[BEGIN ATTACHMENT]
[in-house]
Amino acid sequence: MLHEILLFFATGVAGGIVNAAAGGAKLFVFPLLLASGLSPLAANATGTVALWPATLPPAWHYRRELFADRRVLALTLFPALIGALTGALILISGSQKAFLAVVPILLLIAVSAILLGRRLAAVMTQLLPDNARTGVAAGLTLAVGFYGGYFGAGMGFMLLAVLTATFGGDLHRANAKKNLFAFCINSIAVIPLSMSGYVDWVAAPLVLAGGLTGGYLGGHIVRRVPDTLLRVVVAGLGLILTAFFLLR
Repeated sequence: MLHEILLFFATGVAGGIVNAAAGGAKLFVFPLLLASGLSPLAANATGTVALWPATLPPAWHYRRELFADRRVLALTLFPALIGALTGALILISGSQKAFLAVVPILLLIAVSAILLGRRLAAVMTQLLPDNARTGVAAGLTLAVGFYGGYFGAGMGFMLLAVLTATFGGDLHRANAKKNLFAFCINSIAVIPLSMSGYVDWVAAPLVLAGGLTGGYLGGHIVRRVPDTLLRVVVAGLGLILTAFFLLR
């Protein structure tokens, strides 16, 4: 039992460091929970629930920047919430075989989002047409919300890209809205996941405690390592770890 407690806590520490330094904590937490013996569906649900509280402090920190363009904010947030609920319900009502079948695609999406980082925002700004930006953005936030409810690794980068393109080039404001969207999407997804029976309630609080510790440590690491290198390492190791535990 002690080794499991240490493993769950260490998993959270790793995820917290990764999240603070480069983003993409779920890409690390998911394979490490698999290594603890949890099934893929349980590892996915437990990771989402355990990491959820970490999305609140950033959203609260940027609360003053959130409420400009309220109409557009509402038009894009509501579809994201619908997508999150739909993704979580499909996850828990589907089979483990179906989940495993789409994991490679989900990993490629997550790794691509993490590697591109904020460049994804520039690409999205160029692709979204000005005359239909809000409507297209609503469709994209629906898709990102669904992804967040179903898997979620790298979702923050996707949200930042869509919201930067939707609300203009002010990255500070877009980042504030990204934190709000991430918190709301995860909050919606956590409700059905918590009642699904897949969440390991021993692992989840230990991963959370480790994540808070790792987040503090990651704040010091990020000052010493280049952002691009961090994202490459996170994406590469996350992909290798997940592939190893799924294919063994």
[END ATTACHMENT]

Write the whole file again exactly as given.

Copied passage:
[in-house]
Amino acid sequence: MLHEILLFFATGVAGGIVNAAAGGAKLFVFPLLLASGLSPLAANATGTVALWPATLPPAWHYRRELFADRRVLALTLFPALIGALTGALILISGSQKAFLAVVPILLLIAVSAILLGRRLAAVMTQLLPDNARTGVAAGLTLAVGFYGGYFGAGMGFMLLAVLTATFGGDLHRANAKKNLFAFCINSIAVIPLSMSGYVDWVAAPLVLAGGLTGGYLGGHIVRRVPDTLLRVVVAGLGLILTAFFLLR
Repeated sequence: MLHEILLFFATGVAGGIVNAAAGGAKLFVFPLLLASGLSPLAANATGTVALWPATLPPAWHYRRELFADRRVLALTLFPALIGALTGALILISGSQKAFLAVVPILLLIAVSAILLGRRLAAVMTQLLPDNARTGVAAGLTLAVGFYGGYFGAGMGFMLLAVLTATFGGDLHRANAKKNLFAFCINSIAVIPLSMSGYVDWVAAPLVLAGGLTGGYLGGHIVRRVPDTLLRVVVAGLGLILTAFFLLR
């Protein structure tokens, strides 16, 4: 039992460091929970629930920047919430075989989002047409919300890209809205996941405690390592770890 407690806590520490330094904590937490013996569906649900509280402090920190363009904010947030609920319900009502079948695609999406980082925002700004930006953005936030409810690794980068393109080039404001969207999407997804029976309630609080510790440590690491290198390492190791535990 002690080794499991240490493993769950260490998993959270790793995820917290990764999240603070480069983003993409779920890409690390998911394979490490698999290594603890949890099934893929349980590892996915437990990771989402355990990491959820970490999305609140950033959203609260940027609360003053959130409420400009309220109409557009509402038009894009509501579809994201619908997508999150739909993704979580499909996850828990589907089979483990179906989940495993789409994991490679989900990993490629997550790794691509993490590697591109904020460049994804520039690409999205160029692709979204000005005359239909809000409507297209609503469709994209629906898709990102669904992804967040179903898997979620790298979702923050996707949200930042869509919201930067939707609300203009002010990255500070877009980042504030990204934190709000991430918190709301995860909050919606956590409700059905918590009642699904897949969440390991021993692992989840230990991963959370480790994540808070790792987040503090990651704040010091990020000052010493280049952002691009961090994202490459996170994406590469996350992909290798997940592939190893799924294919063994």